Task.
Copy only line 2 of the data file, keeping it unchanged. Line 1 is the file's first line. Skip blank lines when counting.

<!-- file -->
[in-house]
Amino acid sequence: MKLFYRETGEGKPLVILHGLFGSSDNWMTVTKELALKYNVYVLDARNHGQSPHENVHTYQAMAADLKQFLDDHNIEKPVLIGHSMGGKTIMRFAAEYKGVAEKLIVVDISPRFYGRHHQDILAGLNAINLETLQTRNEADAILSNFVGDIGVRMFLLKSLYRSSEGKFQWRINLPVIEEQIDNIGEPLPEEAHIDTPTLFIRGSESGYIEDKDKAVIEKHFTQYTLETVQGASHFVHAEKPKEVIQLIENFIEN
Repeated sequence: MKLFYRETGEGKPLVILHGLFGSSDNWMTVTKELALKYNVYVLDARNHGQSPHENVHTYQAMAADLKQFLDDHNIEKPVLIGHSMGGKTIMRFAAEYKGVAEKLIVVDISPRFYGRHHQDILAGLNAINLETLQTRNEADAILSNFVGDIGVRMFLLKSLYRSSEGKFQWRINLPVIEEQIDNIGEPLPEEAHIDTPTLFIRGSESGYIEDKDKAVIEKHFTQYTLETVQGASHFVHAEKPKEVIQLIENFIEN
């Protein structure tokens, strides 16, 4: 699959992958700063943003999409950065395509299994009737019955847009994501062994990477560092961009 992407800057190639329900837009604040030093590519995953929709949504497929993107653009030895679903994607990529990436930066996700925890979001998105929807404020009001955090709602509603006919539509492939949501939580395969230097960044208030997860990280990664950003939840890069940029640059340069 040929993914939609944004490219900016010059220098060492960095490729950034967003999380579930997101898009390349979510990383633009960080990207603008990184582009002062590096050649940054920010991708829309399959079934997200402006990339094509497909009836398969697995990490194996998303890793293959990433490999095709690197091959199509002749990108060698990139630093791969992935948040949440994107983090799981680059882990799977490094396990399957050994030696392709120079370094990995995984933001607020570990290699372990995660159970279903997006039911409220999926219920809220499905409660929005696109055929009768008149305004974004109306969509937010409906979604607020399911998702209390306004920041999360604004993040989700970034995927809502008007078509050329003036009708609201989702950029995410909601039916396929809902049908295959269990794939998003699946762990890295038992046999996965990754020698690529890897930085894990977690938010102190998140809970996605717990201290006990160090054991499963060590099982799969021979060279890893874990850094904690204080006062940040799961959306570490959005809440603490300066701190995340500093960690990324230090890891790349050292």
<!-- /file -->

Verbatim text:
Amino acid sequence: MKLFYRETGEGKPLVILHGLFGSSDNWMTVTKELALKYNVYVLDARNHGQSPHENVHTYQAMAADLKQFLDDHNIEKPVLIGHSMGGKTIMRFAAEYKGVAEKLIVVDISPRFYGRHHQDILAGLNAINLETLQTRNEADAILSNFVGDIGVRMFLLKSLYRSSEGKFQWRINLPVIEEQIDNIGEPLPEEAHIDTPTLFIRGSESGYIEDKDKAVIEKHFTQYTLETVQGASHFVHAEKPKEVIQLIENFIEN